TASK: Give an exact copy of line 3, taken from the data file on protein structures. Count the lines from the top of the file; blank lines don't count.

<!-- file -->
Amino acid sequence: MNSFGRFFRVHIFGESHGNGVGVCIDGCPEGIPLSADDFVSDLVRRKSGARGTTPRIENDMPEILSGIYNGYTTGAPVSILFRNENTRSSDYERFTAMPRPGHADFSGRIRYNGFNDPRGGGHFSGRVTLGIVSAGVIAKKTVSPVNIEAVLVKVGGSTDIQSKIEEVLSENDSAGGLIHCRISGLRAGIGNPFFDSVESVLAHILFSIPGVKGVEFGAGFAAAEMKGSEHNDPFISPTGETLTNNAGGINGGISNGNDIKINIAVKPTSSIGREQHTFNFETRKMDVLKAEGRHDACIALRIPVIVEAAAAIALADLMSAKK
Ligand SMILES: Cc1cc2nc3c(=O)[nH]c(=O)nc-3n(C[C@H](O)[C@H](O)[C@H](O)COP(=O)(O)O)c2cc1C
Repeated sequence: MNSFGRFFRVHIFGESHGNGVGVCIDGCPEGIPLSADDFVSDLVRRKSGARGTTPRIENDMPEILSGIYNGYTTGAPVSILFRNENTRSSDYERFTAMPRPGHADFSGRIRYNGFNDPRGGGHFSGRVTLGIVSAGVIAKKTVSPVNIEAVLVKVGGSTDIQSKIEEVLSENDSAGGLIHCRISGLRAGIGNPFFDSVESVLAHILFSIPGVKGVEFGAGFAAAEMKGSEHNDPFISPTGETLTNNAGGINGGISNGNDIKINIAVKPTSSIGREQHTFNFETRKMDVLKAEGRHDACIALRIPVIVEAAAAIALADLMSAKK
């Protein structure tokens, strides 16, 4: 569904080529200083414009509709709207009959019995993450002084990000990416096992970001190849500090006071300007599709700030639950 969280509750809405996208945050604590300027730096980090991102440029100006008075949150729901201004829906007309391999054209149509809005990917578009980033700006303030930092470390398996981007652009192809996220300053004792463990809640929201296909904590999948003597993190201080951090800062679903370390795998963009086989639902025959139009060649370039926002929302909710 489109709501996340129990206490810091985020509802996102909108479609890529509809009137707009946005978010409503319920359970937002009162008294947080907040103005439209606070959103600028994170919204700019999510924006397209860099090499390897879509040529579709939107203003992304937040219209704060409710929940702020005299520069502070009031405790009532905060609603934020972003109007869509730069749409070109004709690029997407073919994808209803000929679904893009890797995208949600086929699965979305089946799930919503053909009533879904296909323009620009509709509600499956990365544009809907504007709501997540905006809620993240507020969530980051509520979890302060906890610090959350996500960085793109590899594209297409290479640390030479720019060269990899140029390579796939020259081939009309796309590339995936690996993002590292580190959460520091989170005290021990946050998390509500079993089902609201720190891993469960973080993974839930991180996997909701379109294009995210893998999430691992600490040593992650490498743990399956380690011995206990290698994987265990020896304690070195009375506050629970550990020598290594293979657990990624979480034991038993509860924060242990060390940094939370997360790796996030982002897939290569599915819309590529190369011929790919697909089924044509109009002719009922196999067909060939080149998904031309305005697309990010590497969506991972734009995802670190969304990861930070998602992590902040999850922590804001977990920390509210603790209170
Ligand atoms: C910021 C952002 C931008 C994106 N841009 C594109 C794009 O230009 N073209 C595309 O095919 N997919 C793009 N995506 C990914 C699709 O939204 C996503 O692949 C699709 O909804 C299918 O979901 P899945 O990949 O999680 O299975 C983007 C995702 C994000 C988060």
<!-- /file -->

Repeated sequence: MNSFGRFFRVHIFGESHGNGVGVCIDGCPEGIPLSADDFVSDLVRRKSGARGTTPRIENDMPEILSGIYNGYTTGAPVSILFRNENTRSSDYERFTAMPRPGHADFSGRIRYNGFNDPRGGGHFSGRVTLGIVSAGVIAKKTVSPVNIEAVLVKVGGSTDIQSKIEEVLSENDSAGGLIHCRISGLRAGIGNPFFDSVESVLAHILFSIPGVKGVEFGAGFAAAEMKGSEHNDPFISPTGETLTNNAGGINGGISNGNDIKINIAVKPTSSIGREQHTFNFETRKMDVLKAEGRHDACIALRIPVIVEAAAAIALADLMSAKK